Posted in Quick Hits on January 9th, 2015 by Ed

I apologize for the limited content this week, but out of respect for the awful news that all of us are trying to process from Paris today and the past few days it didn't seem appropriate to run what is a rather lighthearted No Politics Friday.

A lot of left-wing people around the internet have suggested that their reaction to these events is split among 1. Defense of free expression, 2. Abhorrence of violence, and 3. Finding the cartoons in question something ranging from insensitive to racist. I don't consider that an untenable position; if I paint a giant-lipped Obama eating a watermelon and someone murders me, it is possible to believe that I did something offensive but that doesn't give another person the right to shoot me. Personally, though, I don't see the cartoons as racist or offensive so much as they appear puerile and silly. Like most Americans I'd never previously heard of this French magazine, and frankly the art (and the level of humor/satire involved) looks like junior high students drew it. Minus the shock value of depicting something some Muslims find insulting, what is the real value of this?

These journalists strike me as a European sort of Bill Maher/Howard Stern hybrid, getting more mileage out of being provocateurs than anything else. Rather than cheapening their deaths, I think the general silliness and MAD Magazine-esque tone of the publication they worked for makes the idea of anyone being willing to kill them over these cartoons even less comprehensible.

In short, I've decided that I can feel like these guys were a bunch of ass clowns without believing that they deserved to die or that I don't care that they did. I don't think anyone deserves to die a violent death for making jokes, good or bad. Although I waver sometimes on Jeff Dunham.


Posted in Quick Hits on January 6th, 2015 by Ed

Leave it to the New York Daily News (motto: We Make the Post Look Serious) to provide the ideal example of everything wrong with the way the media lionizes cops while demonizing literally anyone else.

Recently someone assaulted an MTA worker in the middle of the night and as the tabloid media are wont to do, they ran some rather sensational stories to the effect of, to quote the headline, "Thug attacks female MTA employee at Bronx train station."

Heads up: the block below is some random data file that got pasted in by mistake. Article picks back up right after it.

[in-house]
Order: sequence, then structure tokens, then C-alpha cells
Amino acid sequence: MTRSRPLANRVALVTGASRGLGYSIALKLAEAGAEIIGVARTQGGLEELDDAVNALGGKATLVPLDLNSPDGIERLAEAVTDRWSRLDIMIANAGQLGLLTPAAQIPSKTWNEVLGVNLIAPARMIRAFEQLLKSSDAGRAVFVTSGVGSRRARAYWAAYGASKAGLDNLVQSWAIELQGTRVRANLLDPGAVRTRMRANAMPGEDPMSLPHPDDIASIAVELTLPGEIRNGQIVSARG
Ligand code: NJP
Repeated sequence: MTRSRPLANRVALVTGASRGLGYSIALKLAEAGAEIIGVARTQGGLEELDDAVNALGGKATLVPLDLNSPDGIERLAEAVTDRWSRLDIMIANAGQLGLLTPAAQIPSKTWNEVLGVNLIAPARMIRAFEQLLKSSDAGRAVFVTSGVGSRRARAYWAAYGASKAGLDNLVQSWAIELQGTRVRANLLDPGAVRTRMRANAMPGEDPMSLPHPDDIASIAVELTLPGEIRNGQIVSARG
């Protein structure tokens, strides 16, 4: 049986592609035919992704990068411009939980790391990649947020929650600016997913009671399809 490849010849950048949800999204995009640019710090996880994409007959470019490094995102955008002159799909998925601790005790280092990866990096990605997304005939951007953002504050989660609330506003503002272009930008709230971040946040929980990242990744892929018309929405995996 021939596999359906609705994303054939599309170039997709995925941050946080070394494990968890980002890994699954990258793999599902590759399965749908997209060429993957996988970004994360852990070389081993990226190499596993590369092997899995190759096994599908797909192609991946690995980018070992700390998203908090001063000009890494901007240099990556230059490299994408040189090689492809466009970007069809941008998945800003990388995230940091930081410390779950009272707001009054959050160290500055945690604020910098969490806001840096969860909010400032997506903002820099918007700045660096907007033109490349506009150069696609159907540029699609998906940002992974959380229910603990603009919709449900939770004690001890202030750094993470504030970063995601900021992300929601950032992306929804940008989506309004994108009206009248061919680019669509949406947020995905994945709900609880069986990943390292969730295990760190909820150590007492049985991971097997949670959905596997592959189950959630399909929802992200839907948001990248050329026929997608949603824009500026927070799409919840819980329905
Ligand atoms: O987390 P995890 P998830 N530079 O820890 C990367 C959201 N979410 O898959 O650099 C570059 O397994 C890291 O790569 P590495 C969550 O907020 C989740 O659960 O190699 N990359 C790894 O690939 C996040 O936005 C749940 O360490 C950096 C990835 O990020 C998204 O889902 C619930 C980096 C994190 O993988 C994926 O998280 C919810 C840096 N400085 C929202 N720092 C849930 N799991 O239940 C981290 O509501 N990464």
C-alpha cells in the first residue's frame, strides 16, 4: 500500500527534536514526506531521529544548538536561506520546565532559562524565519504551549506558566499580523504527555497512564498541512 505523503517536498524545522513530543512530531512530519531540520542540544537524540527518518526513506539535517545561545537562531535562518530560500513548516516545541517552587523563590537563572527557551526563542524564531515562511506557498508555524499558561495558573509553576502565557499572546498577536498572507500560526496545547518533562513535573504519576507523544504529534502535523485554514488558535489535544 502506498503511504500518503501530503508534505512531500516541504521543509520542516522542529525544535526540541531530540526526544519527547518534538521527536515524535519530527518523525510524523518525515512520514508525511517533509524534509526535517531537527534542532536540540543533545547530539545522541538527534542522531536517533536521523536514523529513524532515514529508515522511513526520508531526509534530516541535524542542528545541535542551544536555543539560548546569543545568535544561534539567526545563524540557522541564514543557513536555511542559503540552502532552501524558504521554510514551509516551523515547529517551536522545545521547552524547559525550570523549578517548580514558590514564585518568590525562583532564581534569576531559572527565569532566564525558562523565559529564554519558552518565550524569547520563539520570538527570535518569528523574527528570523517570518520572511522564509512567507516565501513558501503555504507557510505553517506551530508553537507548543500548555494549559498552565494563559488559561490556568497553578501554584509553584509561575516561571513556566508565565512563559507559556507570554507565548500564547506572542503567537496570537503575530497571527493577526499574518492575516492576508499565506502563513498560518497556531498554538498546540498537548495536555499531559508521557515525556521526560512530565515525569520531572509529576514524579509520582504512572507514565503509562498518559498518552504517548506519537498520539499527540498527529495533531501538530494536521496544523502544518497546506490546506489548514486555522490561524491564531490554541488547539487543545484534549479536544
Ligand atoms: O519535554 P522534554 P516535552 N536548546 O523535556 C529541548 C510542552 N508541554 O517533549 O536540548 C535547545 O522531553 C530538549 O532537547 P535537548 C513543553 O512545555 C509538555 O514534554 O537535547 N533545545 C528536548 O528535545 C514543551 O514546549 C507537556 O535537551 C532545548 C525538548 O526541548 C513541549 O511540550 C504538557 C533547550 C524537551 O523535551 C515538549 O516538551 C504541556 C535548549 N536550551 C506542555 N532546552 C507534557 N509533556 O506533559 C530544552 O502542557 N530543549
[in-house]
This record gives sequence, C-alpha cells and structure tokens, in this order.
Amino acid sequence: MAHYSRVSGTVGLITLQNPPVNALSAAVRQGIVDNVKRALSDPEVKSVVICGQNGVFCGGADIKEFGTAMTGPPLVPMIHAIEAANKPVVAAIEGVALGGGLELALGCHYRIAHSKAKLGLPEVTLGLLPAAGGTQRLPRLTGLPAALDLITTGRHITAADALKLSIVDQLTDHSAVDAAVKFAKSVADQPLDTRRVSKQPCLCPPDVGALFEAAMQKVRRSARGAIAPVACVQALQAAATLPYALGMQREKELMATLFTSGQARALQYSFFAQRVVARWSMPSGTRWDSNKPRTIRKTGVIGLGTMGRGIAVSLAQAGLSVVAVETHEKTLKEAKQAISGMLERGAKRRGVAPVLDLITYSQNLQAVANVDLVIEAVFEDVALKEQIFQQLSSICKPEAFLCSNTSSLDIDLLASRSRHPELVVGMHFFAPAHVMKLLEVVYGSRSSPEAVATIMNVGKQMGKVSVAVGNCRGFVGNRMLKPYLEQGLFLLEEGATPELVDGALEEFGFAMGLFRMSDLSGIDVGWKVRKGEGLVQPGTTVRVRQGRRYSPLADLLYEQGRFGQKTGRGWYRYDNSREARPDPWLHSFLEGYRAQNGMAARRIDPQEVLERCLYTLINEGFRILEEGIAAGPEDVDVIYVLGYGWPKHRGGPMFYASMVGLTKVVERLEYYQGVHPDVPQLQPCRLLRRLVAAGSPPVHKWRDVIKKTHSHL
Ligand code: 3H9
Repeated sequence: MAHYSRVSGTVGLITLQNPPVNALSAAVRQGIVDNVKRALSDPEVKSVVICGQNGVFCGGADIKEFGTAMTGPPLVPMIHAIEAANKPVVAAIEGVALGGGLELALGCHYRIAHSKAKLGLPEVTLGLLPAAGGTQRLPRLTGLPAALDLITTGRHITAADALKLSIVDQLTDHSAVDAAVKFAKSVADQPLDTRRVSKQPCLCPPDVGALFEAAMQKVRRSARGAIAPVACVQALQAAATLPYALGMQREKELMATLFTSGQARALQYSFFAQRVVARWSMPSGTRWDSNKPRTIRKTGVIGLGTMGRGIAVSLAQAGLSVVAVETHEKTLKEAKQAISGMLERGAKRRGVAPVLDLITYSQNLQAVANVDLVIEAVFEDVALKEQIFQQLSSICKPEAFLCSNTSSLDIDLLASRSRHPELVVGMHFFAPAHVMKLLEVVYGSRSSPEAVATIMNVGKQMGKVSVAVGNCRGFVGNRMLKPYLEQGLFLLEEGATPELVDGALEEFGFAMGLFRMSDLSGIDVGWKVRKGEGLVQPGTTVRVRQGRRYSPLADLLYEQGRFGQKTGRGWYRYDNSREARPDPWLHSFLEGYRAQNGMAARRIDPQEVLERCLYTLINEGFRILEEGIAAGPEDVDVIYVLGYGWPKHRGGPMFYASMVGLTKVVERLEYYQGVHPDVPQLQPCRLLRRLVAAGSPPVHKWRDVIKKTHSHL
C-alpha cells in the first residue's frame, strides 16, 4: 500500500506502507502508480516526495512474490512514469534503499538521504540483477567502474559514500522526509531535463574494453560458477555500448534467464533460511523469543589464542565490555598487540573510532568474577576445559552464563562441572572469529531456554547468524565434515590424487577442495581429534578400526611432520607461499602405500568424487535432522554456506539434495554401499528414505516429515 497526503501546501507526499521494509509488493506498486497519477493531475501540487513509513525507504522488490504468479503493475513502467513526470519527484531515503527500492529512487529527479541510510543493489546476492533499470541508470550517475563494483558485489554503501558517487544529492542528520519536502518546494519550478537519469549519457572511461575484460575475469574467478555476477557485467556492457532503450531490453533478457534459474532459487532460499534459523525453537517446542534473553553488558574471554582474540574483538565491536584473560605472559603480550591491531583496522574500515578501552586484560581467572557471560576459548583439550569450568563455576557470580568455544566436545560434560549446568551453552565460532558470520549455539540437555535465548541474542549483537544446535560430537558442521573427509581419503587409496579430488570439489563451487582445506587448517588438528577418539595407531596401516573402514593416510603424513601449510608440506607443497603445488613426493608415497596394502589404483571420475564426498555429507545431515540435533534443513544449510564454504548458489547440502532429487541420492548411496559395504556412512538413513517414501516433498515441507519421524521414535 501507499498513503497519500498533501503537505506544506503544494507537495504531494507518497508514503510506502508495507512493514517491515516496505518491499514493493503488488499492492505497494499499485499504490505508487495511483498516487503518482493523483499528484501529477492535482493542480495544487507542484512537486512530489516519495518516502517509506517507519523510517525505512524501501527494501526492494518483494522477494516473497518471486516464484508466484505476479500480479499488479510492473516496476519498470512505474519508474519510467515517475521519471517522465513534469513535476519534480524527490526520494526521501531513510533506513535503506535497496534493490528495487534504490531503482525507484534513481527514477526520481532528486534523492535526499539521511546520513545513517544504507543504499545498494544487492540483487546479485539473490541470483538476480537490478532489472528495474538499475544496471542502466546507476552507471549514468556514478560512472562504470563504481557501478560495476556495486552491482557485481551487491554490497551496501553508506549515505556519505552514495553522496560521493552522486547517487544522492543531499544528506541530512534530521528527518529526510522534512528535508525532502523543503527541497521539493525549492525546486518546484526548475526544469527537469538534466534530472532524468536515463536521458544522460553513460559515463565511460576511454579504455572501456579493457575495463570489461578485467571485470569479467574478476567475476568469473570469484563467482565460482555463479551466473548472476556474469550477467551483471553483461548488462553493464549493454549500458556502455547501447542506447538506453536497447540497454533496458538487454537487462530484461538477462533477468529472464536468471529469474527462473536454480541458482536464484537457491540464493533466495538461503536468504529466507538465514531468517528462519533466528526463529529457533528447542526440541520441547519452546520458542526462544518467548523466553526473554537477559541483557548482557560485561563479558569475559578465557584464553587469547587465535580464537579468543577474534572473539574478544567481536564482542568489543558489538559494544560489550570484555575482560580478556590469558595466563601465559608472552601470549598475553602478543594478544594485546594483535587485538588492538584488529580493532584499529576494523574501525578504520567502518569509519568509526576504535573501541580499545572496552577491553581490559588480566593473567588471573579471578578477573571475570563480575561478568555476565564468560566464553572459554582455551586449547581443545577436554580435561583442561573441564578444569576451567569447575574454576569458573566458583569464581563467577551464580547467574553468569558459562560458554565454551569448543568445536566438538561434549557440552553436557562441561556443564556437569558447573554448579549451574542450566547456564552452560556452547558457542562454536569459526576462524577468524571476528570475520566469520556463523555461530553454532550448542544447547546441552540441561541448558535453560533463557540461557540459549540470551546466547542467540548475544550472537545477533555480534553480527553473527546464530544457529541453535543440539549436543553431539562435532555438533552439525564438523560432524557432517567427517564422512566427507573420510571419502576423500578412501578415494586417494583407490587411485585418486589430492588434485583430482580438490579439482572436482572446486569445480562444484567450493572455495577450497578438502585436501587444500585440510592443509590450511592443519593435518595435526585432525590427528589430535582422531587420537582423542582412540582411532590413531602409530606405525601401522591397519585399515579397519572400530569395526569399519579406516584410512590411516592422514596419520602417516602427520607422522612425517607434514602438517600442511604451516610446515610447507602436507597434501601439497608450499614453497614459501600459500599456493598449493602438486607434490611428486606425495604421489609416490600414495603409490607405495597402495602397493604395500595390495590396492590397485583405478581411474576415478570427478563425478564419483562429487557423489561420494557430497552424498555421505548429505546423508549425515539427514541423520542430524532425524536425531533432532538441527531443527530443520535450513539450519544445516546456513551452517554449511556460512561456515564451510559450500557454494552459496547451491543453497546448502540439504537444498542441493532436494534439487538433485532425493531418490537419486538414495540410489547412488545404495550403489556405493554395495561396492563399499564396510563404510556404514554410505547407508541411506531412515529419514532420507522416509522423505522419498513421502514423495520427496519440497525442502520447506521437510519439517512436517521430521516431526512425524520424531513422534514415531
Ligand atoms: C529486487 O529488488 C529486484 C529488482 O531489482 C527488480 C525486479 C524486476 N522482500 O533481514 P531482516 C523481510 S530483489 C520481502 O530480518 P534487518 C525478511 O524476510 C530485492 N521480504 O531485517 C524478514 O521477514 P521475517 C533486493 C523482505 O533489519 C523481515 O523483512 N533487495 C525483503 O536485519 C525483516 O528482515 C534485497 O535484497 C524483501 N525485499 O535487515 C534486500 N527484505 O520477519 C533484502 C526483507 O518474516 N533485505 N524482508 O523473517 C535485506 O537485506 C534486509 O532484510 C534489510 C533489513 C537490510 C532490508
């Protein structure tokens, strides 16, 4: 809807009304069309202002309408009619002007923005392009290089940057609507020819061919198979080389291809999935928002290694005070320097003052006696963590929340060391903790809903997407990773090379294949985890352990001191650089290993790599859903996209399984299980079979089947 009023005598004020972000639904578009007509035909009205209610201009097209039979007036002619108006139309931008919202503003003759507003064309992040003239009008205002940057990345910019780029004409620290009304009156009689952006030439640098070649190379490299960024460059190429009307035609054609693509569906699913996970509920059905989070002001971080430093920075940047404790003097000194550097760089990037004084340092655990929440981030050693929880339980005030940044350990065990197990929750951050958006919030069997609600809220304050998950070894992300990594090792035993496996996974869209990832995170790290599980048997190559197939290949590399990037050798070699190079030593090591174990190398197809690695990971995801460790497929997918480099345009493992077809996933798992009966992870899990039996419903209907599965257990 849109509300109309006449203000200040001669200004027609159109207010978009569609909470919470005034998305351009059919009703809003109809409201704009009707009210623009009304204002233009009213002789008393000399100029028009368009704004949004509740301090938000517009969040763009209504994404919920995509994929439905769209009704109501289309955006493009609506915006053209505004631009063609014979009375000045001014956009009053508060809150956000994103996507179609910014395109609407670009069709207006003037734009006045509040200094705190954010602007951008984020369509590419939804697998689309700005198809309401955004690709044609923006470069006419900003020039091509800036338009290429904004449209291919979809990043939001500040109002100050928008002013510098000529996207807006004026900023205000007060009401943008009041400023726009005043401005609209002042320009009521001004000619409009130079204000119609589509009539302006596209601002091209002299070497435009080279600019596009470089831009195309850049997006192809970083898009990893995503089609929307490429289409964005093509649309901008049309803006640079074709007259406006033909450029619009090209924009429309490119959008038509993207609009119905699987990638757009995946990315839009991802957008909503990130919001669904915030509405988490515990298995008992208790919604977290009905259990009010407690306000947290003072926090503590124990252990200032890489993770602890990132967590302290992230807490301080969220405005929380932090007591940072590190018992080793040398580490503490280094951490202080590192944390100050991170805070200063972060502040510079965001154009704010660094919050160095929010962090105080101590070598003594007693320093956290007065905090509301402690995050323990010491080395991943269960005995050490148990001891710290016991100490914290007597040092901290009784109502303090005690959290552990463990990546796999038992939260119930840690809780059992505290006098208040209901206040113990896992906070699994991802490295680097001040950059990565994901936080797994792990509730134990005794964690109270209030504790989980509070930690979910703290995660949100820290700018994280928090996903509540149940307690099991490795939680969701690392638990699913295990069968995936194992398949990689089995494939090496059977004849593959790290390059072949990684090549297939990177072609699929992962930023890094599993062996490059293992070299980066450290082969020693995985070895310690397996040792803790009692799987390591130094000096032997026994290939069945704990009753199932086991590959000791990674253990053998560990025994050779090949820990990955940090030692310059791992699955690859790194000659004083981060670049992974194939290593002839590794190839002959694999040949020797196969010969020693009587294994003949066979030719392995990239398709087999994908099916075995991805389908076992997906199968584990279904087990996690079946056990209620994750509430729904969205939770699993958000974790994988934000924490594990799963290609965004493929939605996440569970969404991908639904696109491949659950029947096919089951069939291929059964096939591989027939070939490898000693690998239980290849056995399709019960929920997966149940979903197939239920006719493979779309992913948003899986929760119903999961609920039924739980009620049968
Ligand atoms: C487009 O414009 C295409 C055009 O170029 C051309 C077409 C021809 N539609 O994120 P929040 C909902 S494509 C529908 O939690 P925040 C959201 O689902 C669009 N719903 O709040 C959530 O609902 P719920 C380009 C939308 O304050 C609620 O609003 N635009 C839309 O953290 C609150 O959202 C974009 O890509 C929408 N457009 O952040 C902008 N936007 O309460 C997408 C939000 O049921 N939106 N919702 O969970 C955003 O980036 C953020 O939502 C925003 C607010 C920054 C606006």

A hulking brute grabbed a 28-year-old MTA employee up in a bear hug at a Bronx train station, shoved her onto the platform and began choking her in an unprovoked attack – then ran away smiling, authorities said Wednesday.

Then it turned out that the Thug Brute was – wait for it – an NYPD officer. Magically, the tone changed when this crucial fact was discovered. The headline now refers to an NYPD cop who heroically turned himself in after being "accused" of possibly attacking someone.

Police Officer Mirjan Lolja, 37, was suspended after the assault in which the Metropolitan Transportation Authority worker — who was on-duty and in her uniform — was allegedly put into a bear hug, thrown to the floor and choked, cops said.

Not as much of a Thug as we originally thought, despite the fact that he does look vaguely possibly Hispanic or something.


Posted in Quick Hits on December 29th, 2014 by Ed


I make an effort to limit this kind of request or reminder, because nobody wants to read a hundred pleas per year for the kinds of things a dude with a website is supposed to request. I appreciate your patience with the following paragraphs.

1. If you haven't already, follow G&T on the ol' Facebox. There's more to it than a bunch of links to posts. It's a little heavier on humor and lighter on politics compared to this site. And I'm supposed to, like, try to boost traffic and build a base of readers and all that shit. So do it.

Gin and Tacos | Promote Your Page Too

2. Speaking of, even though traffic has increased consistently over the years the site remains and will remain free of advertisements. If you have to ask why, you must be new. In lieu of advertisements you have to put up with the following few paragraphs once per year.

You can do nothing and continue to enjoy the site for free. This is called "free riding", and it's an entirely rational behavior. I have done (for eleven years!!) and will continue to do this every day whether I make a million bucks, nothing at all, or I have to pay out of pocket for the privilege.

You can use this tip jar / donation link to contribute an amount of your choosing to defray the costs of this site. If you happen to be saddled with extra cash and feel like donating fifty bucks, I will be extremely grateful. However, if donating fifty cents is more in line with your current budget, my gratitude will be no less. If zero cents is your preferred option, that's A-OK too. Your tips and contributions are (obviously) voluntary but greatly appreciated. Either way I'm glad you're here and I appreciate you.